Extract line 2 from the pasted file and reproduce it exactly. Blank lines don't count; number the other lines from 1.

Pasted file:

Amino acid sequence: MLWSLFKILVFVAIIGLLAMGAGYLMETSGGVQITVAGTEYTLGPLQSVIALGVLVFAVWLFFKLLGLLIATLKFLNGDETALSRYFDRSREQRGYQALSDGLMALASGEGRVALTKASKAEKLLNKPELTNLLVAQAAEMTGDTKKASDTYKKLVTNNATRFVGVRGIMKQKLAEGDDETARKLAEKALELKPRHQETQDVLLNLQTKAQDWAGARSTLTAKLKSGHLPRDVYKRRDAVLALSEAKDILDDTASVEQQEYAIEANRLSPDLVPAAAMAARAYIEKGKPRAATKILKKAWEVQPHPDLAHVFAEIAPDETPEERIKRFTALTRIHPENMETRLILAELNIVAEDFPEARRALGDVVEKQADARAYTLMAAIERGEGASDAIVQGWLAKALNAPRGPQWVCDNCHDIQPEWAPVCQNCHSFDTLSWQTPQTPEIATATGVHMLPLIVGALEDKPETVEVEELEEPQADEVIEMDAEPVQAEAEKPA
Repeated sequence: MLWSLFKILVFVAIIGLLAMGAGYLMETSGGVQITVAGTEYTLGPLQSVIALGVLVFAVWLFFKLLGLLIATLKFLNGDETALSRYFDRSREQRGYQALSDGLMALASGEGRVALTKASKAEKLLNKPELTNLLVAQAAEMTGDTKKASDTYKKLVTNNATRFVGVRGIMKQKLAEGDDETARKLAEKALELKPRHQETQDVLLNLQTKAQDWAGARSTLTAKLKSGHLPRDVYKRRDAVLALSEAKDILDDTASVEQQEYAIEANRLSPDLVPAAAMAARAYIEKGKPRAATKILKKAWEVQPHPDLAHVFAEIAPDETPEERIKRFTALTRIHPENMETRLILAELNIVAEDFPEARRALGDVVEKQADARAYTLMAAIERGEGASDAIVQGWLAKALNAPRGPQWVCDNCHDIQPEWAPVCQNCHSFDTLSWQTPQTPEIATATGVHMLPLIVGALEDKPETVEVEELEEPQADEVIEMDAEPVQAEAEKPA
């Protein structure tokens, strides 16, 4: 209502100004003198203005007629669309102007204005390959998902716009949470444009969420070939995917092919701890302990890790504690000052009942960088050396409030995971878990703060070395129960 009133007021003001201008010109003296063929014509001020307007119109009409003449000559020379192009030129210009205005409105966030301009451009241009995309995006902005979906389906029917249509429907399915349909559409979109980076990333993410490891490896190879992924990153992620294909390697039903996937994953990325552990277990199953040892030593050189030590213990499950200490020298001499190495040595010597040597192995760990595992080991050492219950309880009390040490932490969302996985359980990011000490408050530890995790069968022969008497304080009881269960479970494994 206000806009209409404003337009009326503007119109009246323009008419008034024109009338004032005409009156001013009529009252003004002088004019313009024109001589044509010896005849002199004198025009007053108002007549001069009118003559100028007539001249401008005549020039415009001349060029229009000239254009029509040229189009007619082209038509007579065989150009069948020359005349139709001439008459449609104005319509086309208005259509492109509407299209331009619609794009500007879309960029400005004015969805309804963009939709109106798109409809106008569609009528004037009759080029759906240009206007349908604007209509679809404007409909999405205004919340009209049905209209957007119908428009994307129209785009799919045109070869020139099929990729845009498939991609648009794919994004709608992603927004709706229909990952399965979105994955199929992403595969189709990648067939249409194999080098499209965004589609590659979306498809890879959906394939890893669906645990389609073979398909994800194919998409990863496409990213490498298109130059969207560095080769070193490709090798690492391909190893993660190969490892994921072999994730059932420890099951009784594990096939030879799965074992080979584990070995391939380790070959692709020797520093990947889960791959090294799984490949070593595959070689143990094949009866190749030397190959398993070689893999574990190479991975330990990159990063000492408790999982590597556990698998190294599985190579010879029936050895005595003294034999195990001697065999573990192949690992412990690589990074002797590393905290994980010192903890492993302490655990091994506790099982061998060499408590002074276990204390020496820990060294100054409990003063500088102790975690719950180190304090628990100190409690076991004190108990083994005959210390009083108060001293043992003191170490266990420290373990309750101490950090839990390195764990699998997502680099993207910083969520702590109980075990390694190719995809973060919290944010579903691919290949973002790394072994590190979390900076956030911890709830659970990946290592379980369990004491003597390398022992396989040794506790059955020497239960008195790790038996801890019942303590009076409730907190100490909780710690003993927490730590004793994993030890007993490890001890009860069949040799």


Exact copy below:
Repeated sequence: MLWSLFKILVFVAIIGLLAMGAGYLMETSGGVQITVAGTEYTLGPLQSVIALGVLVFAVWLFFKLLGLLIATLKFLNGDETALSRYFDRSREQRGYQALSDGLMALASGEGRVALTKASKAEKLLNKPELTNLLVAQAAEMTGDTKKASDTYKKLVTNNATRFVGVRGIMKQKLAEGDDETARKLAEKALELKPRHQETQDVLLNLQTKAQDWAGARSTLTAKLKSGHLPRDVYKRRDAVLALSEAKDILDDTASVEQQEYAIEANRLSPDLVPAAAMAARAYIEKGKPRAATKILKKAWEVQPHPDLAHVFAEIAPDETPEERIKRFTALTRIHPENMETRLILAELNIVAEDFPEARRALGDVVEKQADARAYTLMAAIERGEGASDAIVQGWLAKALNAPRGPQWVCDNCHDIQPEWAPVCQNCHSFDTLSWQTPQTPEIATATGVHMLPLIVGALEDKPETVEVEELEEPQADEVIEMDAEPVQAEAEKPA